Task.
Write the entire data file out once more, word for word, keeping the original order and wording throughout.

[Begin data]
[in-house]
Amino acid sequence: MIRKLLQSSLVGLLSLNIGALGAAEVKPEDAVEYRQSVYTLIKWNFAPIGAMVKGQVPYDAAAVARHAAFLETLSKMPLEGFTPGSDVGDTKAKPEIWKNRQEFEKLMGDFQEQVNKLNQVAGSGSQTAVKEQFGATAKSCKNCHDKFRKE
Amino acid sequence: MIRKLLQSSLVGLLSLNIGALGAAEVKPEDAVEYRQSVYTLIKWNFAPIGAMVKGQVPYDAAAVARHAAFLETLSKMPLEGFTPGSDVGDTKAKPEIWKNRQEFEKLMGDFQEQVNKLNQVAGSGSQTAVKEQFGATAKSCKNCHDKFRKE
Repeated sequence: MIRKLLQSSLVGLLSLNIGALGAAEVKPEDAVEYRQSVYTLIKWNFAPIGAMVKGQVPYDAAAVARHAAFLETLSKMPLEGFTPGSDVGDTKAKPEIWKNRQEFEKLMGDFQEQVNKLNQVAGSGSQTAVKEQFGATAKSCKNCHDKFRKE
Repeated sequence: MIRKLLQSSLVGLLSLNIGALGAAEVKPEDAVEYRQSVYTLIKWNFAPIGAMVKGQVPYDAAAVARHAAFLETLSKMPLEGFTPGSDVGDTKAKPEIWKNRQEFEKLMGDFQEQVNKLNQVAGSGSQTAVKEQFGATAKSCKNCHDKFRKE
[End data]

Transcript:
[in-house]
Amino acid sequence: MIRKLLQSSLVGLLSLNIGALGAAEVKPEDAVEYRQSVYTLIKWNFAPIGAMVKGQVPYDAAAVARHAAFLETLSKMPLEGFTPGSDVGDTKAKPEIWKNRQEFEKLMGDFQEQVNKLNQVAGSGSQTAVKEQFGATAKSCKNCHDKFRKE
Amino acid sequence: MIRKLLQSSLVGLLSLNIGALGAAEVKPEDAVEYRQSVYTLIKWNFAPIGAMVKGQVPYDAAAVARHAAFLETLSKMPLEGFTPGSDVGDTKAKPEIWKNRQEFEKLMGDFQEQVNKLNQVAGSGSQTAVKEQFGATAKSCKNCHDKFRKE
Repeated sequence: MIRKLLQSSLVGLLSLNIGALGAAEVKPEDAVEYRQSVYTLIKWNFAPIGAMVKGQVPYDAAAVARHAAFLETLSKMPLEGFTPGSDVGDTKAKPEIWKNRQEFEKLMGDFQEQVNKLNQVAGSGSQTAVKEQFGATAKSCKNCHDKFRKE
Repeated sequence: MIRKLLQSSLVGLLSLNIGALGAAEVKPEDAVEYRQSVYTLIKWNFAPIGAMVKGQVPYDAAAVARHAAFLETLSKMPLEGFTPGSDVGDTKAKPEIWKNRQEFEKLMGDFQEQVNKLNQVAGSGSQTAVKEQFGATAKSCKNCHDKFRKE